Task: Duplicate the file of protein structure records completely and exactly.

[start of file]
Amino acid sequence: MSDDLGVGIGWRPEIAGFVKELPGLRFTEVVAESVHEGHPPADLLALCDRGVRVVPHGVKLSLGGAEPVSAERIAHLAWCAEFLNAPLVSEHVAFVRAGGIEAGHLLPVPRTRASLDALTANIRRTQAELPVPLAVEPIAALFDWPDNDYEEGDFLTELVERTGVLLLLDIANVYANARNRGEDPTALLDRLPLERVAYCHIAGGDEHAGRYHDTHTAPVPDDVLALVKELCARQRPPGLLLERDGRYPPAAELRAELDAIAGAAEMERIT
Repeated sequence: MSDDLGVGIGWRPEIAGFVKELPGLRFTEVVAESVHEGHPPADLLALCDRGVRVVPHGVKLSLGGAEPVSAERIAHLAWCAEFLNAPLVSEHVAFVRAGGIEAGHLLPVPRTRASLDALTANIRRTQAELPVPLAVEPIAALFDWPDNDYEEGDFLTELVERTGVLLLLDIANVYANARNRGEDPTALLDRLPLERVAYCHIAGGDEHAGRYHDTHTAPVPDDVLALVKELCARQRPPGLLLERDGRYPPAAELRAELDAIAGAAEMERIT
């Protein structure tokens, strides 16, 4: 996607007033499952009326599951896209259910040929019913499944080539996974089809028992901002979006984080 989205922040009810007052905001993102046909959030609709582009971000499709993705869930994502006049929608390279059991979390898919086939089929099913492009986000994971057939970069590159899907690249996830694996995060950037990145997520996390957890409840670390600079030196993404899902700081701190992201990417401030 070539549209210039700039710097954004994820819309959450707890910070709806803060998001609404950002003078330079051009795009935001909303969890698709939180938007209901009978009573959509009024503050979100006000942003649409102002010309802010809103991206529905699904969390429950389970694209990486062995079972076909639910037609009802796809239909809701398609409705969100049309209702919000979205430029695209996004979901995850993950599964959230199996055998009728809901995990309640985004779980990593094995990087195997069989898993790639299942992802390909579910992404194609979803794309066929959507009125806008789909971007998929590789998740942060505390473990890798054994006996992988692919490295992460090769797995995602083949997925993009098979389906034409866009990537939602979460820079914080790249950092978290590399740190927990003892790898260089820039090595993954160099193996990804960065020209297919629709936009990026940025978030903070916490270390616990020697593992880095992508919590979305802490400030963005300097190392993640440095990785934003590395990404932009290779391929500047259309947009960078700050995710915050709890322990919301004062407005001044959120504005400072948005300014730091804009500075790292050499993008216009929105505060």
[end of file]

Amino acid sequence: MSDDLGVGIGWRPEIAGFVKELPGLRFTEVVAESVHEGHPPADLLALCDRGVRVVPHGVKLSLGGAEPVSAERIAHLAWCAEFLNAPLVSEHVAFVRAGGIEAGHLLPVPRTRASLDALTANIRRTQAELPVPLAVEPIAALFDWPDNDYEEGDFLTELVERTGVLLLLDIANVYANARNRGEDPTALLDRLPLERVAYCHIAGGDEHAGRYHDTHTAPVPDDVLALVKELCARQRPPGLLLERDGRYPPAAELRAELDAIAGAAEMERIT
Repeated sequence: MSDDLGVGIGWRPEIAGFVKELPGLRFTEVVAESVHEGHPPADLLALCDRGVRVVPHGVKLSLGGAEPVSAERIAHLAWCAEFLNAPLVSEHVAFVRAGGIEAGHLLPVPRTRASLDALTANIRRTQAELPVPLAVEPIAALFDWPDNDYEEGDFLTELVERTGVLLLLDIANVYANARNRGEDPTALLDRLPLERVAYCHIAGGDEHAGRYHDTHTAPVPDDVLALVKELCARQRPPGLLLERDGRYPPAAELRAELDAIAGAAEMERIT
């Protein structure tokens, strides 16, 4: 996607007033499952009326599951896209259910040929019913499944080539996974089809028992901002979006984080 989205922040009810007052905001993102046909959030609709582009971000499709993705869930994502006049929608390279059991979390898919086939089929099913492009986000994971057939970069590159899907690249996830694996995060950037990145997520996390957890409840670390600079030196993404899902700081701190992201990417401030 070539549209210039700039710097954004994820819309959450707890910070709806803060998001609404950002003078330079051009795009935001909303969890698709939180938007209901009978009573959509009024503050979100006000942003649409102002010309802010809103991206529905699904969390429950389970694209990486062995079972076909639910037609009802796809239909809701398609409705969100049309209702919000979205430029695209996004979901995850993950599964959230199996055998009728809901995990309640985004779980990593094995990087195997069989898993790639299942992802390909579910992404194609979803794309066929959507009125806008789909971007998929590789998740942060505390473990890798054994006996992988692919490295992460090769797995995602083949997925993009098979389906034409866009990537939602979460820079914080790249950092978290590399740190927990003892790898260089820039090595993954160099193996990804960065020209297919629709936009990026940025978030903070916490270390616990020697593992880095992508919590979305802490400030963005300097190392993640440095990785934003590395990404932009290779391929500047259309947009960078700050995710915050709890322990919301004062407005001044959120504005400072948005300014730091804009500075790292050499993008216009929105505060």